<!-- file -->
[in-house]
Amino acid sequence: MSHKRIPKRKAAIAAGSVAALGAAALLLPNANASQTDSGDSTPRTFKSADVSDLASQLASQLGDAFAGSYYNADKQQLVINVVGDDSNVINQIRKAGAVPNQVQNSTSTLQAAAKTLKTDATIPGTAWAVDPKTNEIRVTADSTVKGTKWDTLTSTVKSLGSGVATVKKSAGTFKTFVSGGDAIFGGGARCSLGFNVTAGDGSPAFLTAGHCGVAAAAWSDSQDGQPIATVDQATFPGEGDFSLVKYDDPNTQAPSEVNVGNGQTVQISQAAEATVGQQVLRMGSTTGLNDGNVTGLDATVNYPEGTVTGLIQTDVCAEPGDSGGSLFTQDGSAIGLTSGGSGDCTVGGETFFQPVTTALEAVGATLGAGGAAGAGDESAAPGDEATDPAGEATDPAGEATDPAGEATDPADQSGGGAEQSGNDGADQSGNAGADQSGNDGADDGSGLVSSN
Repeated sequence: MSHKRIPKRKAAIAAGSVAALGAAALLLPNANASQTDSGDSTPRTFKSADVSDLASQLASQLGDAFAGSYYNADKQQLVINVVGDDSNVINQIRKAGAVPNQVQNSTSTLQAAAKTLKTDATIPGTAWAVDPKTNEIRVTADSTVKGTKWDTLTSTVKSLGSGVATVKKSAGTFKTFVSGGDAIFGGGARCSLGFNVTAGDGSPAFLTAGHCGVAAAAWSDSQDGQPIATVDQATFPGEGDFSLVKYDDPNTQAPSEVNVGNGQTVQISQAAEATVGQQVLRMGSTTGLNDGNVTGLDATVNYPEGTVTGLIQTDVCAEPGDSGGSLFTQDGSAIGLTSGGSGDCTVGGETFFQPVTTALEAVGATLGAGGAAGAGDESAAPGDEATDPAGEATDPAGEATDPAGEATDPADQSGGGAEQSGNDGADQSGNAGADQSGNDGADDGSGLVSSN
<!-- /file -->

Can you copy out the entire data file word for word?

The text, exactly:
[in-house]
Amino acid sequence: MSHKRIPKRKAAIAAGSVAALGAAALLLPNANASQTDSGDSTPRTFKSADVSDLASQLASQLGDAFAGSYYNADKQQLVINVVGDDSNVINQIRKAGAVPNQVQNSTSTLQAAAKTLKTDATIPGTAWAVDPKTNEIRVTADSTVKGTKWDTLTSTVKSLGSGVATVKKSAGTFKTFVSGGDAIFGGGARCSLGFNVTAGDGSPAFLTAGHCGVAAAAWSDSQDGQPIATVDQATFPGEGDFSLVKYDDPNTQAPSEVNVGNGQTVQISQAAEATVGQQVLRMGSTTGLNDGNVTGLDATVNYPEGTVTGLIQTDVCAEPGDSGGSLFTQDGSAIGLTSGGSGDCTVGGETFFQPVTTALEAVGATLGAGGAAGAGDESAAPGDEATDPAGEATDPAGEATDPAGEATDPADQSGGGAEQSGNDGADQSGNAGADQSGNDGADDGSGLVSSN
Repeated sequence: MSHKRIPKRKAAIAAGSVAALGAAALLLPNANASQTDSGDSTPRTFKSADVSDLASQLASQLGDAFAGSYYNADKQQLVINVVGDDSNVINQIRKAGAVPNQVQNSTSTLQAAAKTLKTDATIPGTAWAVDPKTNEIRVTADSTVKGTKWDTLTSTVKSLGSGVATVKKSAGTFKTFVSGGDAIFGGGARCSLGFNVTAGDGSPAFLTAGHCGVAAAAWSDSQDGQPIATVDQATFPGEGDFSLVKYDDPNTQAPSEVNVGNGQTVQISQAAEATVGQQVLRMGSTTGLNDGNVTGLDATVNYPEGTVTGLIQTDVCAEPGDSGGSLFTQDGSAIGLTSGGSGDCTVGGETFFQPVTTALEAVGATLGAGGAAGAGDESAAPGDEATDPAGEATDPAGEATDPAGEATDPADQSGGGAEQSGNDGADQSGNAGADQSGNDGADDGSGLVSSN